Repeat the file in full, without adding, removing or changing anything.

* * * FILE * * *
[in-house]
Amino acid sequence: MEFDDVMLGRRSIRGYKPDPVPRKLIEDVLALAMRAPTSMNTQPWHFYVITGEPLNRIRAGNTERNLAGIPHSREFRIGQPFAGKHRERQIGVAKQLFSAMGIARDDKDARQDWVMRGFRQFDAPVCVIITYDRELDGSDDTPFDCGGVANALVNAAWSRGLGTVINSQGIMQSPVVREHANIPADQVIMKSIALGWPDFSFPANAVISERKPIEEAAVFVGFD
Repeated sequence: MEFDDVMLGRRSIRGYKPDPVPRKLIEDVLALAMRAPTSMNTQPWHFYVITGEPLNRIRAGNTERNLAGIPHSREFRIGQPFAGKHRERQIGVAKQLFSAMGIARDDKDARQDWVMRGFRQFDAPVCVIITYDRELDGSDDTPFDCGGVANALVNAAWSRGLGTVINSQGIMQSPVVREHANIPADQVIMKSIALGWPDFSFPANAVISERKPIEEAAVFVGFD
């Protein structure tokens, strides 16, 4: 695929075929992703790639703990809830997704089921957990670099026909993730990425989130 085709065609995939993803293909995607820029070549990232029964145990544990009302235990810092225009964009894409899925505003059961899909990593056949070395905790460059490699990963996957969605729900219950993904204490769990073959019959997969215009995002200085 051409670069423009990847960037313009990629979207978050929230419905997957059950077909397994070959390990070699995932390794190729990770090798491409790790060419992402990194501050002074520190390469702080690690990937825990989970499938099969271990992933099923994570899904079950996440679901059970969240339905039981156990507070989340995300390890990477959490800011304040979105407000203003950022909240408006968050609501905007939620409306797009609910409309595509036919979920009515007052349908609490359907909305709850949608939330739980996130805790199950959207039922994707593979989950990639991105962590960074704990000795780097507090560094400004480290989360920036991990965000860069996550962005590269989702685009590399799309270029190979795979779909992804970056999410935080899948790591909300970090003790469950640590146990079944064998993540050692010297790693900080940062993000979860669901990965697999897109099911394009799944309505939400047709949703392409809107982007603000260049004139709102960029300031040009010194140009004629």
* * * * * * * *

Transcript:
[in-house]
Amino acid sequence: MEFDDVMLGRRSIRGYKPDPVPRKLIEDVLALAMRAPTSMNTQPWHFYVITGEPLNRIRAGNTERNLAGIPHSREFRIGQPFAGKHRERQIGVAKQLFSAMGIARDDKDARQDWVMRGFRQFDAPVCVIITYDRELDGSDDTPFDCGGVANALVNAAWSRGLGTVINSQGIMQSPVVREHANIPADQVIMKSIALGWPDFSFPANAVISERKPIEEAAVFVGFD
Repeated sequence: MEFDDVMLGRRSIRGYKPDPVPRKLIEDVLALAMRAPTSMNTQPWHFYVITGEPLNRIRAGNTERNLAGIPHSREFRIGQPFAGKHRERQIGVAKQLFSAMGIARDDKDARQDWVMRGFRQFDAPVCVIITYDRELDGSDDTPFDCGGVANALVNAAWSRGLGTVINSQGIMQSPVVREHANIPADQVIMKSIALGWPDFSFPANAVISERKPIEEAAVFVGFD
């Protein structure tokens, strides 16, 4: 695929075929992703790639703990809830997704089921957990670099026909993730990425989130 085709065609995939993803293909995607820029070549990232029964145990544990009302235990810092225009964009894409899925505003059961899909990593056949070395905790460059490699990963996957969605729900219950993904204490769990073959019959997969215009995002200085 051409670069423009990847960037313009990629979207978050929230419905997957059950077909397994070959390990070699995932390794190729990770090798491409790790060419992402990194501050002074520190390469702080690690990937825990989970499938099969271990992933099923994570899904079950996440679901059970969240339905039981156990507070989340995300390890990477959490800011304040979105407000203003950022909240408006968050609501905007939620409306797009609910409309595509036919979920009515007052349908609490359907909305709850949608939330739980996130805790199950959207039922994707593979989950990639991105962590960074704990000795780097507090560094400004480290989360920036991990965000860069996550962005590269989702685009590399799309270029190979795979779909992804970056999410935080899948790591909300970090003790469950640590146990079944064998993540050692010297790693900080940062993000979860669901990965697999897109099911394009799944309505939400047709949703392409809107982007603000260049004139709102960029300031040009010194140009004629």